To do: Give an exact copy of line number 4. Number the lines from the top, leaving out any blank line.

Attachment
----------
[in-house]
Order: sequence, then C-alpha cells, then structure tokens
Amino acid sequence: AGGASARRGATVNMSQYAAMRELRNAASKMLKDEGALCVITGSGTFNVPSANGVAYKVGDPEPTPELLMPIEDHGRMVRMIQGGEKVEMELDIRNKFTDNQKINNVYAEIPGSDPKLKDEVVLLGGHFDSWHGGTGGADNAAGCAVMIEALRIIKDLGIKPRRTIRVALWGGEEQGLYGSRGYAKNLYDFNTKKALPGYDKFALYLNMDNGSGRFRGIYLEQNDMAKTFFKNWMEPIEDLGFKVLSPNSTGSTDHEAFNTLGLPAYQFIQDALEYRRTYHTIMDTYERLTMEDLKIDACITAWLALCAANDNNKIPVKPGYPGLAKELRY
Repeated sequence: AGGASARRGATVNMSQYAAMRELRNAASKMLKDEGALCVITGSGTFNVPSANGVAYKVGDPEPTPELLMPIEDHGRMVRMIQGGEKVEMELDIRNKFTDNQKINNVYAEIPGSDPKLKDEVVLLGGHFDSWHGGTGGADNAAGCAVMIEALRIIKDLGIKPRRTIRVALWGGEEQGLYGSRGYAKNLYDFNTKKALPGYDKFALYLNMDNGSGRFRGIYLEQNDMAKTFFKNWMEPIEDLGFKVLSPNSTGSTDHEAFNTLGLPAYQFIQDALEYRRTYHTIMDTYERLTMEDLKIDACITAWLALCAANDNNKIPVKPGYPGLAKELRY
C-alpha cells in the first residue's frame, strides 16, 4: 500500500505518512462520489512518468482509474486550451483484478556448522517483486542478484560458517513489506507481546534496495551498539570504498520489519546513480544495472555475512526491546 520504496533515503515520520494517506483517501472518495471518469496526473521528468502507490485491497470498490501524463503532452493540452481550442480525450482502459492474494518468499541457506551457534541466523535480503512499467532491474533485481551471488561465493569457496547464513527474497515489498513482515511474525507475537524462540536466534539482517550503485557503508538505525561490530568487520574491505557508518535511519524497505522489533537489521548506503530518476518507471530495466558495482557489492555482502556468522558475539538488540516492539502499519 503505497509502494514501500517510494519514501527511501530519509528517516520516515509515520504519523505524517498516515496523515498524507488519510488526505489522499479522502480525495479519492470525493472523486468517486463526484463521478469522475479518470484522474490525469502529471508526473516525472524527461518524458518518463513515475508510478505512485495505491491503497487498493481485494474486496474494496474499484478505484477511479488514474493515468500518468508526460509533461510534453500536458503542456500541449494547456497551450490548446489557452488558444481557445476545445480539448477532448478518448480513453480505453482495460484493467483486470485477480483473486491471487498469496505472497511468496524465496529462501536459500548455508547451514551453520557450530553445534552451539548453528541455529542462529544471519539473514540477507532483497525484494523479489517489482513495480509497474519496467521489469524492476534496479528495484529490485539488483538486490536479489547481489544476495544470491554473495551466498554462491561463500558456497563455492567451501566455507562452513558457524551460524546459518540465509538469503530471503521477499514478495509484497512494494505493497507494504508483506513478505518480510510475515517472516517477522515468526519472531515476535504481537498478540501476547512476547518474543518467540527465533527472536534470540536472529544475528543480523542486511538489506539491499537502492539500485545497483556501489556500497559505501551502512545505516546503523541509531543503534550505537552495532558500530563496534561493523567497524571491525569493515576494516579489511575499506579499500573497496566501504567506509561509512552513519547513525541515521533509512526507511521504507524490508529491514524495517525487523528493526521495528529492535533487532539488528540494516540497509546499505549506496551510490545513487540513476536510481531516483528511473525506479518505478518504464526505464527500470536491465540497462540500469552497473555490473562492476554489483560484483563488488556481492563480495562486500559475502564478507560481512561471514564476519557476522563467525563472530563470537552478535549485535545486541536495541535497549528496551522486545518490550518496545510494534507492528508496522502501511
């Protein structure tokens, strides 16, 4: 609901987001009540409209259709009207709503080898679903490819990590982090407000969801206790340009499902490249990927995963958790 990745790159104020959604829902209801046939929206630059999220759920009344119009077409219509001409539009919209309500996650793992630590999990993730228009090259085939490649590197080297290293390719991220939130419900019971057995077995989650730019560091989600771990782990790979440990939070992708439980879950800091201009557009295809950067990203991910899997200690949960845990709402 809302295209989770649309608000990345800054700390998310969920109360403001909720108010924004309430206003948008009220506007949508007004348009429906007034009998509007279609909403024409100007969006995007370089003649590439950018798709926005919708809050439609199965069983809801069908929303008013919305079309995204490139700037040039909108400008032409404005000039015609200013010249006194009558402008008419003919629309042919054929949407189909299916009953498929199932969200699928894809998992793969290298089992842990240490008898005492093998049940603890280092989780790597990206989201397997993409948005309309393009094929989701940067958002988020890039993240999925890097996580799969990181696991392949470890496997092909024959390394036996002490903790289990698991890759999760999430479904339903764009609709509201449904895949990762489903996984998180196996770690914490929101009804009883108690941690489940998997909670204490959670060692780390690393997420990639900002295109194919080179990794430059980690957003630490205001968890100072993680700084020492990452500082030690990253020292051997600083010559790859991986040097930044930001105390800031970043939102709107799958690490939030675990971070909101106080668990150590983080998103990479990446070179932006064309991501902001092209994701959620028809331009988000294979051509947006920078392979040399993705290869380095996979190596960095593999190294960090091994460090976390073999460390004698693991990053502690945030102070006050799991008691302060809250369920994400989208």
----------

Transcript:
Repeated sequence: AGGASARRGATVNMSQYAAMRELRNAASKMLKDEGALCVITGSGTFNVPSANGVAYKVGDPEPTPELLMPIEDHGRMVRMIQGGEKVEMELDIRNKFTDNQKINNVYAEIPGSDPKLKDEVVLLGGHFDSWHGGTGGADNAAGCAVMIEALRIIKDLGIKPRRTIRVALWGGEEQGLYGSRGYAKNLYDFNTKKALPGYDKFALYLNMDNGSGRFRGIYLEQNDMAKTFFKNWMEPIEDLGFKVLSPNSTGSTDHEAFNTLGLPAYQFIQDALEYRRTYHTIMDTYERLTMEDLKIDACITAWLALCAANDNNKIPVKPGYPGLAKELRY